Excelling at new distance

Not only did Salmon Arm’s Emmy Sim complete her first marathon as the youngest competitor in the race, she aced her category.

Fast: Emmy Sim takes part in a cross-country run at Larch Hills in 2011 prior to taking on the marathon length.

Fast: Emmy Sim takes part in a cross-country run at Larch Hills in 2011 prior to taking on the marathon length.

Not only did Salmon Arm’s Emmy Sim complete her first marathon as the youngest competitor in the race, she aced her category.

Emmy and her dad Richard took part in the 42.2-kilometre 2012 BMO Vancouver Marathon on May 6, and her sister Meryn participated in the 21-km. half-marathon.

A runner cannot take part in the marathon until they’re 16. Emmy squeezed under the wire; her 16th birthday was on May 4, just two days before the big race.

Age was clearly not a disadvantage for her.

In the female 19-and-under category, Emmy was fastest of the 10 runners participating, finishing in a time of 3:50:38. Out of the total field of 1,838 women competing in all categories, she placed 260th.

Emmy’s dad Richard also did well, placing 44th out of 106 in the men’s 60 to 64 category, finishing in a time of 4:25:41. Similarly Meryn, competing in the half-marathon, placed 18th out of 67 in her 19-and-under category in a time of 1:57:21.

Emmy said the marathon was a good experience, one she learned from.

“I started out way too fast,” she says, explaining that’s a common pattern for her when she does shorter races. In this case, she began by trying to pace herself with someone who, she realized later, was too fast. Consequently, she completed the first half of the race in 1:30:25 and the second half in 2:19:51.

About three-quarters along, the race started to get tough for her, but the last five kilometres “was really cool,” she says.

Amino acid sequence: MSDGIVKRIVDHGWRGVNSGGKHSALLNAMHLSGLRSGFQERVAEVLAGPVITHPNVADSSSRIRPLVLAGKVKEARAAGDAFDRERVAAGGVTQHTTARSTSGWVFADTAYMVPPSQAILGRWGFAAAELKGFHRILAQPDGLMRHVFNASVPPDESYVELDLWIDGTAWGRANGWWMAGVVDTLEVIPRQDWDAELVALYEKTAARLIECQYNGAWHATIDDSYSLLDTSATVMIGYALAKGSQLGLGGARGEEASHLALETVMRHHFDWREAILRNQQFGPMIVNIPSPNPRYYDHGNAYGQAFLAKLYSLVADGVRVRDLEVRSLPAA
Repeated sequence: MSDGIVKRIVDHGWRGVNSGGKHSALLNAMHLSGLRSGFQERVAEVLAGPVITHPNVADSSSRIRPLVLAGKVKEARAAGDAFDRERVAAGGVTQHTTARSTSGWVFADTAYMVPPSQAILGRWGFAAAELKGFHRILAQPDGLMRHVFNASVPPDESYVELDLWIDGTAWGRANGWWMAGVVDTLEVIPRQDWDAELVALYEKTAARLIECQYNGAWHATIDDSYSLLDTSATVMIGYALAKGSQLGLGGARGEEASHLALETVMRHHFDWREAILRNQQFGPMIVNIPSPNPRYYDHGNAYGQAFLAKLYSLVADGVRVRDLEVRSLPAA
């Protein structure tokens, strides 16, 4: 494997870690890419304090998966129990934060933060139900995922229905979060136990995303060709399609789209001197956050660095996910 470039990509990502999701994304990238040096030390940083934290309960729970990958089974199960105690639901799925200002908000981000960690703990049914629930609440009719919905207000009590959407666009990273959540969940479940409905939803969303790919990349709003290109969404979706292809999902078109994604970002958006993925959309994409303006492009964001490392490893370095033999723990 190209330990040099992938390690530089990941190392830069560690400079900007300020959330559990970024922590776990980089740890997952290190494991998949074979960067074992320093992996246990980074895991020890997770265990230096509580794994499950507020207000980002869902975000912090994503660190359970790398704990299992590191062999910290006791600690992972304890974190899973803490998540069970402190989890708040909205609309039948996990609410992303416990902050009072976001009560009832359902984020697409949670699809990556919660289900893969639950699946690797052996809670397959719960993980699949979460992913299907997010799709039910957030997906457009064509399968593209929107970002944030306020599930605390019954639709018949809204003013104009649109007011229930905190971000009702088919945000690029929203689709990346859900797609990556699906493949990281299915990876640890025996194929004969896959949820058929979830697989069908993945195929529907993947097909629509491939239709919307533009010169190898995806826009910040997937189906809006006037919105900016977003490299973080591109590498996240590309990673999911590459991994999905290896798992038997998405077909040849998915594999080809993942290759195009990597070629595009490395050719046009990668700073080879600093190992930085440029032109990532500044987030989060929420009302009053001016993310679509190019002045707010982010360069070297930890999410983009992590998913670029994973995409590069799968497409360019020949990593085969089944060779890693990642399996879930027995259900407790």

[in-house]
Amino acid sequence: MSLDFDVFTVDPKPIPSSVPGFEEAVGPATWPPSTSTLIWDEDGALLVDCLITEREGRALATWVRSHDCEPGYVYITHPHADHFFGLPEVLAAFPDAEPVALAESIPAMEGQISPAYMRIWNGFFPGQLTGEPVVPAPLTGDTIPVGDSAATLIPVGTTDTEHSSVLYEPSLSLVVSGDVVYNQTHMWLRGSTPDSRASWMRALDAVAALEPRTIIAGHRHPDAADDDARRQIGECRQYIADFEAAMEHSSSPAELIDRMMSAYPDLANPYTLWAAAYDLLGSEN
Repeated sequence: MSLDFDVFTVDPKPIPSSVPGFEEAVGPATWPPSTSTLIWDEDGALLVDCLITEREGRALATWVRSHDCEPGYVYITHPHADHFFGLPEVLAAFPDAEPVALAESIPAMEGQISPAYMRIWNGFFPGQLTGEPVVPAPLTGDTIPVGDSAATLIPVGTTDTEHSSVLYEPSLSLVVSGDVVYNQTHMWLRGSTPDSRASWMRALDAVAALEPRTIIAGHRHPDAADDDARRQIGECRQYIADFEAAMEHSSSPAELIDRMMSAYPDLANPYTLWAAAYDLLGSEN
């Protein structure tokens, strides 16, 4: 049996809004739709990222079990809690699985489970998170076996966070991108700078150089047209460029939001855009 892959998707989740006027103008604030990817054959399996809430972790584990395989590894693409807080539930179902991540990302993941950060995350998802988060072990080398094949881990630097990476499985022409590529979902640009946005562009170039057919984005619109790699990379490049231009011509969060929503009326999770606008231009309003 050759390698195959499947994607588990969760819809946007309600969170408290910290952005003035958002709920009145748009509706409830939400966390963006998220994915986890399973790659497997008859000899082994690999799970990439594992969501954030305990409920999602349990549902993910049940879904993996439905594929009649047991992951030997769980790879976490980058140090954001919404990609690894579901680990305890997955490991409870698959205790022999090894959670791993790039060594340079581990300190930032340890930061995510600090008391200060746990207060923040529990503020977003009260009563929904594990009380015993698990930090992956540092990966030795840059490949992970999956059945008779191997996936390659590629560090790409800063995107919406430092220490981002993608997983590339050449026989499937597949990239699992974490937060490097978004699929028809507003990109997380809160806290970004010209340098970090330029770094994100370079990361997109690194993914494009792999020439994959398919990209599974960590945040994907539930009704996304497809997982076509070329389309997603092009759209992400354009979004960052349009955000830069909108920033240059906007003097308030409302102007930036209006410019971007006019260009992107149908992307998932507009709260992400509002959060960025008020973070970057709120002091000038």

“There started to be crowds of people around the race course, cheering. It was so exhilarating.”

When Emmy got to the finish, she figures she must have looked pretty bad.

She sat down and people gave her food.

“I didn’t want to move – I sat and ate food for so long,” she says, explaining that her family finally found her.

Soon after she went to sleep.

“I pretty much slept for four hours straight,” she says, and then ate more food.

She notes, laughing, that her youngest sister, who didn’t participate, was pretty bored after the race. There they were, in Vancouver, with all its possibilities, and her whole family was sleeping.

Emmy says she was sore for a couple of days after the event – “it was a little difficult walking downstairs for a while there” – but not as bad as she thought it would be.

Will she do another marathon?

Absolutely.

“It was a really good experience.”

Other locals

The Sims were not alone in representing Salmon Arm. In fact, 26 other Salmon Arm names are listed in results for the marathon and half-marathon.

Participating in the marathon were: Luke Maygard, Barry Wilson, Sherry Lucas, Chris Welder, Gerald Christie, Chris Arnason and Kealy Mills.

In the half-marathon, Salmon Arm’s Duncan Morris took second spot out of 71 competitors in his 65- to 69-year-old male category. Also placing in the top 10 was Mary Hamilton, who came ninth out of 50 in the female 65 to 69 category.

Other participants in the half-marathon were Peter Robertson, Jared MacLeod, Nick Matheson, Erin Jackson, Bailey Wong, Bruce Kendall, Ray Warner, Elaine Warner, Robert Huot, Bob Bagg, Lila Bagg, Monja Jespersen, Franwyn Burman, Debbie Christie, Marietjie Du Plessis, Lisa-Marie Kopp and Karen Wilson.

Salmon Arm Observer